Six Things Every Mental Health Product Should Consider
Insights from a product designer and a licensed therapist
Mental health impacts every aspect of our lives, from how we see ourselves to how we interact with others and the world.
Even though I’ve changed career paths from a Licensed Marriage and Family Therapist (LMFT) to a product designer, one goal has never changed for me: improving the quality of people’s lives.
According to the Centers for Disease Control and Prevention, about 50% of all Americans are diagnosed with some sort of mental health illness at some point in their life. The most prevalent mental disorder, anxiety, impacts 40 million adults in the US.
What can we do as designers?
As the new year started, I reflected upon my experience as a product designer and mental health therapist and wrote down six things every mental health product should consider.
- Define the scope — what is the problem.
Mental health comprises a big spectrum of issues. It ranges from mild symptoms all the way to severe disorders that require hospitalization and crisis intervention. Having a clear high-level goal and direction is critical.
What is the problem I am trying to solve?
How can one find a great therapist without all the roadblocks that patients encounter today? What would that process be like?
What would a comprehensive treatment model look like? Who would benefit from this?
How can we help people reduce stress and feel calm?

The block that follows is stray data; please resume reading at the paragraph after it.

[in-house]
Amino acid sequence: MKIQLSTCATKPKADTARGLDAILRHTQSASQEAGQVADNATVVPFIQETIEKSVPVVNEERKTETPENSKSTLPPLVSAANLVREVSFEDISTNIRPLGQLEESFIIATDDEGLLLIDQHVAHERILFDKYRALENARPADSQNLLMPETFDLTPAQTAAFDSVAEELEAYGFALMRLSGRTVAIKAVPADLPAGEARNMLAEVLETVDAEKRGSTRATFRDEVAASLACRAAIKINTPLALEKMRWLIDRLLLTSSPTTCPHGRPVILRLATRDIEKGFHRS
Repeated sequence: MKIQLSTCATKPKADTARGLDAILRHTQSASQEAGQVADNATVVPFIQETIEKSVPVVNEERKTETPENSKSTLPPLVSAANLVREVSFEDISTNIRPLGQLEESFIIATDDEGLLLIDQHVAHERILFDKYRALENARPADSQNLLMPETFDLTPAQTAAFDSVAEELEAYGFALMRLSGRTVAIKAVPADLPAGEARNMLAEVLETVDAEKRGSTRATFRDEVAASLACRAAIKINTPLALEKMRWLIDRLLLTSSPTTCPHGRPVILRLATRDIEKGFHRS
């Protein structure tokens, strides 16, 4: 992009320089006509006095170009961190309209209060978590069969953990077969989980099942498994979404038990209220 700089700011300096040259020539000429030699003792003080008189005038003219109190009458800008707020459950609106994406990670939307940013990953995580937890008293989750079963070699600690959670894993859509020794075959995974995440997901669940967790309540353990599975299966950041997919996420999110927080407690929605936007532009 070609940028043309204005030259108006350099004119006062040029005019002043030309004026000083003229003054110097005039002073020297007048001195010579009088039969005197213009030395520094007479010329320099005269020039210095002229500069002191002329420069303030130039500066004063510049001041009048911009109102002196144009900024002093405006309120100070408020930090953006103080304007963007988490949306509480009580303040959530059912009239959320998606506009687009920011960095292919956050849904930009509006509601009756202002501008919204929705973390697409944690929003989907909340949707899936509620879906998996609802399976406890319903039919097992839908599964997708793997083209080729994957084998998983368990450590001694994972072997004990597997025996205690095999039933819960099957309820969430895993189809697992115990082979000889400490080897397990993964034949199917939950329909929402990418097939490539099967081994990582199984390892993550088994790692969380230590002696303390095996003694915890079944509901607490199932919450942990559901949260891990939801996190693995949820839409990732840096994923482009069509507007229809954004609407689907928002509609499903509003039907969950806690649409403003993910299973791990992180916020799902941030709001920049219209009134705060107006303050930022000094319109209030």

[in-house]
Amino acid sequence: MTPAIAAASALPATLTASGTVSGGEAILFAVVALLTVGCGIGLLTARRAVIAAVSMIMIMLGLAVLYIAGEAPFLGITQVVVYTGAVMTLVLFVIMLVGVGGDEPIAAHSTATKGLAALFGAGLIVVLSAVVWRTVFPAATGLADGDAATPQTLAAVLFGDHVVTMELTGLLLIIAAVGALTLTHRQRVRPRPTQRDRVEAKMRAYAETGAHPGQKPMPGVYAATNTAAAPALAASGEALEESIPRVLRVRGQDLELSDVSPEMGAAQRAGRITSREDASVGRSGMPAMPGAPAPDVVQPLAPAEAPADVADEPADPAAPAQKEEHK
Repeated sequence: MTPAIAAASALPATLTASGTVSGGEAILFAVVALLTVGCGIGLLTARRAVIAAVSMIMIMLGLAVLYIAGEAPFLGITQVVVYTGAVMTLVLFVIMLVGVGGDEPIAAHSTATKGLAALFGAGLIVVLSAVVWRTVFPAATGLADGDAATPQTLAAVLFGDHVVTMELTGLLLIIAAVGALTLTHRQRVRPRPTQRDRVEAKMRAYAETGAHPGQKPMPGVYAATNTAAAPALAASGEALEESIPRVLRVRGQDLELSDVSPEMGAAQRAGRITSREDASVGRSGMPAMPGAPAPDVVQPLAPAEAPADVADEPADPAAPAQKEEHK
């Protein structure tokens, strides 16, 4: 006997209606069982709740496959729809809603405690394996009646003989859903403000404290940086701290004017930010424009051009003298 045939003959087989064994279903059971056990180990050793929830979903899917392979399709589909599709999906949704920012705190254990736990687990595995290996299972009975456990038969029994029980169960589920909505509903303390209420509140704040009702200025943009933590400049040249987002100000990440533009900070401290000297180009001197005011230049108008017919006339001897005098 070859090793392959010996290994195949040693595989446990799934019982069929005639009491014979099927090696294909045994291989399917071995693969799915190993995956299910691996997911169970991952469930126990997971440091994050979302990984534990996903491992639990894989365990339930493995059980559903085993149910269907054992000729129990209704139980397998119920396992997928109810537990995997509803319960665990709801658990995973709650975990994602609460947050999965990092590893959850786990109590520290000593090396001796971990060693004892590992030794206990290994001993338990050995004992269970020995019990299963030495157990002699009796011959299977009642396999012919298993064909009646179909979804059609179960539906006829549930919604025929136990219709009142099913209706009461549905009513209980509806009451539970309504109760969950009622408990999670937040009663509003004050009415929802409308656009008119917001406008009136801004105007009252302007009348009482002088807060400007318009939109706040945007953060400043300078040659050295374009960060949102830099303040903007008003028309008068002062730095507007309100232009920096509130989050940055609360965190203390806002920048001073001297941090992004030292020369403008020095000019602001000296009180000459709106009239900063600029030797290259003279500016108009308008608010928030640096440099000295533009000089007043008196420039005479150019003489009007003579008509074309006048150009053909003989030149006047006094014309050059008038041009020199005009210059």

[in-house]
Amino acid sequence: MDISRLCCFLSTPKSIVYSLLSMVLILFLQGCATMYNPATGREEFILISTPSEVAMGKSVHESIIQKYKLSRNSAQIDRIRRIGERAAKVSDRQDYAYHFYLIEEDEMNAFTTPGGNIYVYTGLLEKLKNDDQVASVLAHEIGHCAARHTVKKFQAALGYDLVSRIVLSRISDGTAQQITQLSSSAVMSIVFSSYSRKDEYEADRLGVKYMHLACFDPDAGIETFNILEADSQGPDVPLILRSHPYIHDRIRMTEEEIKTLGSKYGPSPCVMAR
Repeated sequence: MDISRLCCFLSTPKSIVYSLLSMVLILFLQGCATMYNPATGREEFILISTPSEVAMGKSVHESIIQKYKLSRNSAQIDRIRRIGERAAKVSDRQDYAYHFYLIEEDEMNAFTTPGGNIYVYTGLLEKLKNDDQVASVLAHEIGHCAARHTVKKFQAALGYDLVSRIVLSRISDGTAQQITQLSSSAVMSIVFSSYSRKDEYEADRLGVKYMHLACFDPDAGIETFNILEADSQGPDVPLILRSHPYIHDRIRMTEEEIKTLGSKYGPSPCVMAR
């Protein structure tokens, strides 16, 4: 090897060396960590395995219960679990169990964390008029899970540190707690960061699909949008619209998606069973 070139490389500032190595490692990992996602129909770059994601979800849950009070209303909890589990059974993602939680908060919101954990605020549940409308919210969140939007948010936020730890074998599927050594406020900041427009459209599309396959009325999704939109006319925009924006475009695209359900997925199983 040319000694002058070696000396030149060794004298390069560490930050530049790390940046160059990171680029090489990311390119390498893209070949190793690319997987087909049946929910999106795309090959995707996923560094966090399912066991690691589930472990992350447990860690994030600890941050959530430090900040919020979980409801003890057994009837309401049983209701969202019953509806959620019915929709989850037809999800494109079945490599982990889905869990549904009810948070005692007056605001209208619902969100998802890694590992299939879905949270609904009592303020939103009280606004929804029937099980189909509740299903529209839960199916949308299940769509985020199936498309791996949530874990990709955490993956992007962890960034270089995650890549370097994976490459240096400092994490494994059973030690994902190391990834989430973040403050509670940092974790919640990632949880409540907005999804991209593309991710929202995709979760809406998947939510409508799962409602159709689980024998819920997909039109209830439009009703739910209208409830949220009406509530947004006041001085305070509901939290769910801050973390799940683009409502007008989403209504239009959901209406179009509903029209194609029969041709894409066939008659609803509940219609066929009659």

Mental health is a BIG subject, and the first step is to define what kind of problem you want to solve and who do you want to build the solution for. After all, designing a meditation app for children and designing an online therapy platform for adults are quite different.
2. Human-Centered — meet people where they’re at (Intuitive)
A good mental health product would know how it feels to struggle with certain emotional challenges
If a product is to help me feel calm or regulate my emotions, I hope it understands my large range of emotions and knows what it feels like to have anxiety. My ability to answer a question or fill out a form could be significantly different.
It’s always helpful to have some basic understanding of some common mental health issues.
Here are some common symptoms of anxiety.
I would imagine designing an interface/feature for someone who is struggling with anxiety or depression is different, and I hope it’s different. Can you imagine what it’s like when you are panicking and need help to calm down, but cannot figure out where to click?
Let’s see how some applications approach this.
For example, Calm helps people practice breathing exercises by making it visual and using sound to create a more immersive experience. It uses a circle to symbolize the breathing process. As you practice the breathing process of inhaling and exhaling, the circle expands and shrinks just as your lungs would.
Headspace also makes it easy and enjoyable to help people learn how to practice stress reduction mindfulness techniques by using friendly illustrations and videos. This type of information presentation is much easier to understand and follow than lines and lines of text and rigid clinical explanations.
3. Emotional and conversational — it’s an empathetic object.
If there was a magic wand, I would want it to be conversational and create an emotional bond with me.
Having a conversation is something so old but so new at the same time. It can be carried out verbally, in writing, in our body language and even to a device. A good conversation is often engaging, encouraging, and can bring positive emotional experiences.
An emotional bond refers to an invisible bond between two parties that provides a sense of security, understanding, and caring. Just like in relationships, we often feel good when we feel safe and trusted. As designers, how can we leverage and create powerful assets like conversation and emotional bond in the digital platform?
I’m thinking human-centered again.